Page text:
A great deal of attention has been paid around the country to alleged voter fraud. Last winter, the Virginia General Assembly considered several different bills to make it harder to vote. Most of these bills failed. A voter ID-related bill passed, however, that changes the way a vote is tallied, or counted, if the voter appears at the polls without an ID. The bill is intended to eliminate "in- person" impersonation of a registered voter. The new law allows the voter to cast a "provisional" ballot if he/she does not have an ID.
Virginia last raised the gas tax from 15 cents to 17.5 cents per gallon in 1986. Today, the per-gallon tax has an equivalent purchasing power of less than 8 cents.
Against the wishes of the General Assembly, Governor McDonnell has completed an “end run,” as one colleague put it, around the legislature and cobbled together a $6 million-plus grant for our own Washington Redskins, one of the most profitable sports franchises in the world. Both D.C.
In order to improve the overly burdensome traffic flow on Richmond Highway (Route 1) through Ft.
In a recent Kingstonian, I reported on some of the controversial issues debated at this winter’s General Assembly session. While the budget and social issues gained widespread coverage, here are several important but noncontroversial bills that may be of interest:
HB 279 provides that any person convicted of a DUI (.08 Blood Alcohol Content, or BAC) will be required to install an ignition interlock device in order to start a car. Under current law, it is required on the second offense, or the first offense if the BAC is .15 or greater.
As the 2011 legislative session comes to a close, it's time for an update on some of the newsworthy issues the General Assembly tackled this year. Virginia made national news again, but it was not because it received another award as the best state for business. It was not for finding a long-term sustainable solution to our growing transportation crisis. Instead, we came under the national media glare for an array of far-reaching social legislation.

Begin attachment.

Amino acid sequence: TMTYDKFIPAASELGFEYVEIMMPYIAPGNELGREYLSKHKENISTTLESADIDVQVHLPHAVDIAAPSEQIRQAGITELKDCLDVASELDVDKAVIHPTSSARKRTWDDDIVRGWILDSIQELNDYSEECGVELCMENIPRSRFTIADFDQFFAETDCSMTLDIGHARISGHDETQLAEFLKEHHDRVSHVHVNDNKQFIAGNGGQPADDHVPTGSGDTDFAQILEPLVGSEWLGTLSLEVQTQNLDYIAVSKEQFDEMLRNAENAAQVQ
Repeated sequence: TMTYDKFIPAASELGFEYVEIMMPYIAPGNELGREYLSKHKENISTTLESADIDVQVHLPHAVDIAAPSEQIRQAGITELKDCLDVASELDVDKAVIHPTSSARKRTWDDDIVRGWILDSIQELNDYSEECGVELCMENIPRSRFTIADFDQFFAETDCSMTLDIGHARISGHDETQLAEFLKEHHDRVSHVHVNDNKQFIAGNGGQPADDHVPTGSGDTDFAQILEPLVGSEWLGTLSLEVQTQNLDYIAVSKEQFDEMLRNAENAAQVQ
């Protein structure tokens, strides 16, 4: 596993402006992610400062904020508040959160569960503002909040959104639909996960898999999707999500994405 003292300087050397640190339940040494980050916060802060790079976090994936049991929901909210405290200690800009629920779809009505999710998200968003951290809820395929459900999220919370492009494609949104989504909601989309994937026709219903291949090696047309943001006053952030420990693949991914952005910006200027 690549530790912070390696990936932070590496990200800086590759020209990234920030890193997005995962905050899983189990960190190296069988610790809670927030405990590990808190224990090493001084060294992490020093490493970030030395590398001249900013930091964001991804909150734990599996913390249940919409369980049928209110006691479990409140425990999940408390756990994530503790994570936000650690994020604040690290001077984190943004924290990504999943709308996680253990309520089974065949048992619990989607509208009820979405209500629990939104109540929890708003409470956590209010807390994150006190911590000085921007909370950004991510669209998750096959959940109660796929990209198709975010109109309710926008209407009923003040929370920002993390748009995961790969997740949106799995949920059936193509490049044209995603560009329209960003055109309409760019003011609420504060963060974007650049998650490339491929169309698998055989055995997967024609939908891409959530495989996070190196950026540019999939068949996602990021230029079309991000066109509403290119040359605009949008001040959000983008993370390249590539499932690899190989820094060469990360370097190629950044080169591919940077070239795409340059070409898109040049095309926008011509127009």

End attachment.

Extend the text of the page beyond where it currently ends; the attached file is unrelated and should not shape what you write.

I write this as we enter our fourth week in Richmond. It has been very busy. While the two-year budget is being negotiated behind the scenes, an array of hot-button social issues has dominated the debate in the General Assembly. On their way to approval are bills covering voting procedures, abortion, guns, and gay rights. I will write about these issues next month when we know what will be sent to the Governor's desk.
I write this as I prepare for the 2012 General Assembly session, which will be framed by debate over Governor McDonnell's proposed two-year budget. Over my eight years in the House of Delegates, when budget agreements are hammered out in conference committee, I have often sensed broad satisfaction that we did the best we could. I'm afraid however, that Virginia's reputation for sound fiscal management is eroding away.
Responding to, and contributing to, the growth of Northern Virginia over the last twenty years has been the phenomenal evolution of George Mason University (GMU). As the demand for rigorous higher education has grown, the university has risen in stature among those who rank schools. More than 17,600 freshman applications are made each year. Only 7,000 are admitted in order to fill about 3,500 seats—85.7 percent of whom return for their sophomore year.
Congressman Jim Moran, with the help of Congressman Gerry Connolly and Senators Jim Webb and Mark Warner, announced the approval of $180 million for the widening of Route 1 through Ft. Belvoir to accommodate the influx of military and civilian personnel serving the new Ft. Belvoir Community Hospital and wounded warrior facilities. Since Congress is not doing "earmarks" currently, this announcement was the result of a competition for funds to serve military bases with hospital-derived traffic. As a senior member of the Appropriations Committee, Rep. Moran, with Rep.